While you don’t need much of it – and you can use the mop just with fresh water – it slightly annoys me that you only get a 50ml sample bottle with the $2,399 kit. That’s a very old-school-printer-ink-starter-cartridge strategy there, Vorwerk. I see what you’re doing.

The Kobold VK7 also has its own companion smartphone app, which connects over Bluetooth, but it’s not an absolutely mandatory install.

For vacuuming, the Kobold VK7 works very well indeed in terms of dust, hair and cat fur collection. Its base auto setting made short work of vacuuming through my house including heavy carpets, stairs and a mix of wood and floating floor types, picking up solid quantities of dust, fluff and hair.

My one note here having tested it is that the weighting of the vacuum stick head is a little unusual, which could be a problem for those with mobility or grip issues. It’s heavy at the top, and when I passed it to one family member who has some grip issues, she commented that it was a little difficult to move around and balance because of that weight.

This could be an issue for you, because while it’s not super-heavy in the way that old-school vacuum cleaners most definitely were, it’s also far from the lightest stick vacuum in the world.

The Kobold VK7’s counter to that – and it’s not an unreasonable one – would be that it’s also capable of being a very effective floor mop as well. Here you are adding even more weight – worth keeping in mind – for a high intensity, very rapid vibrating mop head with three levels of water release.

It’s also the one area where you might want the companion Bluetooth app ready to roll. By default with the mop head on, the toggle buttons control water flow, but you’re stuck in the auto speed for vacuum pickup on the edges of the mop head. If you want alternative vacuuming pressure with the mop head enabled, that’s managed through the app.

The Kobold VK7 with the mop head attached was a fair bit more challenging to use than just as a straight vacuum, and that’s a function both of its weight and the high speed at which its mop head operates.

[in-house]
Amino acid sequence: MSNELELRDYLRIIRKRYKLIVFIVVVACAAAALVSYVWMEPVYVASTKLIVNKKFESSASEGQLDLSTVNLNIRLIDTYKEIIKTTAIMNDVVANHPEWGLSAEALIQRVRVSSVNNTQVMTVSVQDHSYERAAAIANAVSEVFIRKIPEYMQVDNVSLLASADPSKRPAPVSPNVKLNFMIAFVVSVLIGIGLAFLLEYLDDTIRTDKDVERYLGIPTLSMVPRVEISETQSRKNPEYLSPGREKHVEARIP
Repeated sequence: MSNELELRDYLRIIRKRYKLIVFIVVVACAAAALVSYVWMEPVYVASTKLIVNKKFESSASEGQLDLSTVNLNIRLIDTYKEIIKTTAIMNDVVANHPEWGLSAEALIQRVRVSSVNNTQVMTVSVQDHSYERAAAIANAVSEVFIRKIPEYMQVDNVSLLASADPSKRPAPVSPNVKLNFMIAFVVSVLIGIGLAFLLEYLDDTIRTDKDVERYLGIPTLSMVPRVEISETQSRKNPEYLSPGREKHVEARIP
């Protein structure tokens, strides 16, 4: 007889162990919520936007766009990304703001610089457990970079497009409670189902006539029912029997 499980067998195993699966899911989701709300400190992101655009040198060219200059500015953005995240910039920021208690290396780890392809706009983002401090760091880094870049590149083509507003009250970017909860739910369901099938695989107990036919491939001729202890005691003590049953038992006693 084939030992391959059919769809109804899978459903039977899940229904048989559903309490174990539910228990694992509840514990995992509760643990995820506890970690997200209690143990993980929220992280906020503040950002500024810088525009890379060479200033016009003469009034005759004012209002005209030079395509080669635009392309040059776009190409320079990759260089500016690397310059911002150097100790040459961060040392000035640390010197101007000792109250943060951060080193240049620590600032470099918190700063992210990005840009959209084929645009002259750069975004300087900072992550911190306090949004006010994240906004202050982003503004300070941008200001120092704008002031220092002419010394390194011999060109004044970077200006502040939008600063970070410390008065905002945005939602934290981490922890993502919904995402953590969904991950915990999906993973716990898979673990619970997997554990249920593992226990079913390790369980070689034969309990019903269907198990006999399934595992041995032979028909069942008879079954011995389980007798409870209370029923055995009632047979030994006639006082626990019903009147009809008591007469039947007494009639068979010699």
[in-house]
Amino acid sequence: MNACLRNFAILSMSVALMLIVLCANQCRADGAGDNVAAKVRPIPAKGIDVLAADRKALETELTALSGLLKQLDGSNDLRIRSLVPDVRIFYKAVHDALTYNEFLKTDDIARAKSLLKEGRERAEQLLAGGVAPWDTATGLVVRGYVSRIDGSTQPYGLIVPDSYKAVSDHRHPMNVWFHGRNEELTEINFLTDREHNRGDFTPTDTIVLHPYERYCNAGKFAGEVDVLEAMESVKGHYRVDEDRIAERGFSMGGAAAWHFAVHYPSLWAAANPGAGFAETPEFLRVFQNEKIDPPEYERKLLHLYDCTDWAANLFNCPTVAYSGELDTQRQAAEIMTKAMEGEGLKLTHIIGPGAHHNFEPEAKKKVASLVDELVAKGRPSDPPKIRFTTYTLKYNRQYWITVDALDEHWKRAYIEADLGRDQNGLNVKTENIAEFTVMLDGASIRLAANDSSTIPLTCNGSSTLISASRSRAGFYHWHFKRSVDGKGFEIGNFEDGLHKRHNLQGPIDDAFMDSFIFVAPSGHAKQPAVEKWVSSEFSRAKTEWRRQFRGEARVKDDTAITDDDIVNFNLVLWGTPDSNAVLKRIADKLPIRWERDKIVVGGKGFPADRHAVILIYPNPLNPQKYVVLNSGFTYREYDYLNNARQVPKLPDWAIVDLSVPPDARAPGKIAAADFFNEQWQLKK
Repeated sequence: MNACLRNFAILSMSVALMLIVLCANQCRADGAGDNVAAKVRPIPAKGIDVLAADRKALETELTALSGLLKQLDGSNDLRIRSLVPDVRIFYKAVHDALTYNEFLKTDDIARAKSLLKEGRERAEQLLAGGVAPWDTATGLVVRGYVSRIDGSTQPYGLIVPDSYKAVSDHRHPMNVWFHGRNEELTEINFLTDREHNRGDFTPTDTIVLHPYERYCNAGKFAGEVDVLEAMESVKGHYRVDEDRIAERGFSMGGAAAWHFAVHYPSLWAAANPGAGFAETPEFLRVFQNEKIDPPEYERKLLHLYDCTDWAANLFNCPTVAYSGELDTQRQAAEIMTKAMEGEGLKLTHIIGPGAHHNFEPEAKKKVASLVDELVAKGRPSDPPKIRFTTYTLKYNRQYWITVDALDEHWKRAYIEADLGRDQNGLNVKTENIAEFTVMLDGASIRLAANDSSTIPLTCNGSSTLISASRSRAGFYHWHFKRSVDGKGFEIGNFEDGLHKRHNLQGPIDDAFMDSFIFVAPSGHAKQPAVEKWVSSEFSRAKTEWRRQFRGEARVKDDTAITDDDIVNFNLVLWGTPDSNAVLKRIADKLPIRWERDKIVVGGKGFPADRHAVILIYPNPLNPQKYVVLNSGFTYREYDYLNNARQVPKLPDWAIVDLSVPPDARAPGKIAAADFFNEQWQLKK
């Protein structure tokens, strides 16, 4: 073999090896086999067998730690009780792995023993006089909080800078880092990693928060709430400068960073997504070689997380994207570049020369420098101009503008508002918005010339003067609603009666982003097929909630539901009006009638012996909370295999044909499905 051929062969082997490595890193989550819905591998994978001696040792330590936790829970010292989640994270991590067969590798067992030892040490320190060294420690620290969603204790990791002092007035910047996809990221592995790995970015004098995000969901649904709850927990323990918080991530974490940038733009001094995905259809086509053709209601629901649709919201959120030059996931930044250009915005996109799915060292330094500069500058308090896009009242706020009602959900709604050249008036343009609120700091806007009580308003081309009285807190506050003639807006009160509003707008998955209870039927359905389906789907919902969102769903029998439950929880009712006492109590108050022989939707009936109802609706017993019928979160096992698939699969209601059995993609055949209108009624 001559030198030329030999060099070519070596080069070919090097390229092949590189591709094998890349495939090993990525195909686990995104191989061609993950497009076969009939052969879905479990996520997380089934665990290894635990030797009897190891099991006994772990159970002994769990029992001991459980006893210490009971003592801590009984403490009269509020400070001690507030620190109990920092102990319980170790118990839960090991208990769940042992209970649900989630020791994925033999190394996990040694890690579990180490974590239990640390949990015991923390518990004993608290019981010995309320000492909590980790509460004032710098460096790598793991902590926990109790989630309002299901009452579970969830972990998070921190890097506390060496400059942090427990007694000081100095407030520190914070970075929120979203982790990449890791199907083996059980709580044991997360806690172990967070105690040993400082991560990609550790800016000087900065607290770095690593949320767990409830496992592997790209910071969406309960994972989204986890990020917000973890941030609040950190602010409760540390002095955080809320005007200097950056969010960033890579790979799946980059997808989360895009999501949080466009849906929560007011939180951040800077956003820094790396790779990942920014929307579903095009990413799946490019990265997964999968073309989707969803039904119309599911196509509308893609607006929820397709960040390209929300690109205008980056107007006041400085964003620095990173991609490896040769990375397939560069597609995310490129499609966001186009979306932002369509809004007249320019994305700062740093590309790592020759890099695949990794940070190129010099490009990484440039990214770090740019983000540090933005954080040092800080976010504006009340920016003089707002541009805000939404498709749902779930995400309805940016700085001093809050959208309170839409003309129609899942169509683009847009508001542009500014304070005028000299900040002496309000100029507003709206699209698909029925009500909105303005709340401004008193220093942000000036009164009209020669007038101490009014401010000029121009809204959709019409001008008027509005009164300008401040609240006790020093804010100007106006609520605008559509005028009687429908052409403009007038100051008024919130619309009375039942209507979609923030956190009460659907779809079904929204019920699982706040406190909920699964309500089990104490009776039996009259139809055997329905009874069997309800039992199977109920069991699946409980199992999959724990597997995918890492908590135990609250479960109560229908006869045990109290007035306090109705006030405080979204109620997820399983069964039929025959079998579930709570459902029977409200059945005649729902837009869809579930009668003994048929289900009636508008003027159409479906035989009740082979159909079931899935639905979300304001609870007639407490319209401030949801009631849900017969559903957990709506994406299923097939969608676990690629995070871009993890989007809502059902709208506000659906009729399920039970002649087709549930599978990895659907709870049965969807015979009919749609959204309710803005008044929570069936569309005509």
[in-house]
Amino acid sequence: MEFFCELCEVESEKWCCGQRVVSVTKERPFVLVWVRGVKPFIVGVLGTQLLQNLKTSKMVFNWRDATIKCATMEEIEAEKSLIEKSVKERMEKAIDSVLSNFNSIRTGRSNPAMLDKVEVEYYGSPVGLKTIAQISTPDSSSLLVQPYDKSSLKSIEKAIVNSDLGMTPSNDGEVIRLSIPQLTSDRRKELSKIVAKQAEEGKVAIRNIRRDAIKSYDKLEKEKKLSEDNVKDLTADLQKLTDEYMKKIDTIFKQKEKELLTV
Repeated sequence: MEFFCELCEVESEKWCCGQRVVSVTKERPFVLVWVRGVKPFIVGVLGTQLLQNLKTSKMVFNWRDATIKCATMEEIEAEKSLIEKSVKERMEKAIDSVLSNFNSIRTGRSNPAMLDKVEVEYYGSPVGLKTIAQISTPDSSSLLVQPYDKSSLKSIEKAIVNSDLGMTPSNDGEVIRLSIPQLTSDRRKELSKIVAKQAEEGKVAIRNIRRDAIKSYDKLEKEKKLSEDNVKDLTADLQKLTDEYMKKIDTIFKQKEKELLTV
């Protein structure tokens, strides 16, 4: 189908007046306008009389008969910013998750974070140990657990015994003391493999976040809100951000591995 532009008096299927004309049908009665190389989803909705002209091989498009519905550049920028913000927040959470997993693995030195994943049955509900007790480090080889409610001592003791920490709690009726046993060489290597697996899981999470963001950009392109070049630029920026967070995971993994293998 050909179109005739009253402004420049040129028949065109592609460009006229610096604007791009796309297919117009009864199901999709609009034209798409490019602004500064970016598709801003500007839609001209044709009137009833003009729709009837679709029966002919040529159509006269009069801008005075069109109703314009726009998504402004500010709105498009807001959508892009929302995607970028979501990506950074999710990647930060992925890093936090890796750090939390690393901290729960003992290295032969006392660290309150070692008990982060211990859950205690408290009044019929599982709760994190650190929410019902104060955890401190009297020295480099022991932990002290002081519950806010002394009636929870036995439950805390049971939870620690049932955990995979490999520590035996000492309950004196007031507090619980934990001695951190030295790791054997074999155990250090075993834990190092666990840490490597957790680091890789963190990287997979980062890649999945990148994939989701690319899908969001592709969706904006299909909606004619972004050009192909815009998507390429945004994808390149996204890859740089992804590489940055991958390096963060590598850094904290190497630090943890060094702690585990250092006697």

Ever seen one of those big vibrating mops they use to clean shopping centres and other public indoor places? This is the home version of that, which means it does shake you around a bit while using it, as well as making a lot more noise than the regular vacuum heads. My cats don’t like vacuums much, but they positively hate the mopping head.


Kobold VK7
The Kobold VK7 uses a removable battery pack – you can buy extras and even an external charger if you’re particularly keen – that Vorwerk claims can last for up to 60 minutes of usage.

That’s a variable figure, not surprising when you consider that differing levels of vacuum pressure and mop usage can drain the battery a fair bit faster than that. On my first run, I pumped the pressure up to maximum, which did get up a lot of pet hair, but also saw the battery life dip well below 30 minutes of usage.

Recharging takes up to two hours – again, it’s going to depend on just how flat you make the Kobold VK7 when you use it – from the provided charger. It’s easy enough to clip in, but the plug end of the charging cable is absolutely massive. Plug it into a power board or two position wall socket and you can kiss goodbye to accessing that second socket for sure.

Kobold VK7: Alex’s Verdict

Kobold VK7
For a lot of people, the asking price of the Kobold VK7 will be a deal breaker long before there’s ever any question of which model is worth buying or represents any level of value, for sure.

Still, there is a market out there for premium whitewoods, and within that market if you’re after a relatively robust and certainly quite powerful stick vacuum with a lot of flexibility to expand down the line with additional attachments, there’s a lot to like here.

You just have to get past that price point first.

Kobold VK7: Pricing and availability

The Kobold VK7 retails in Australia at a starting price of $1,699.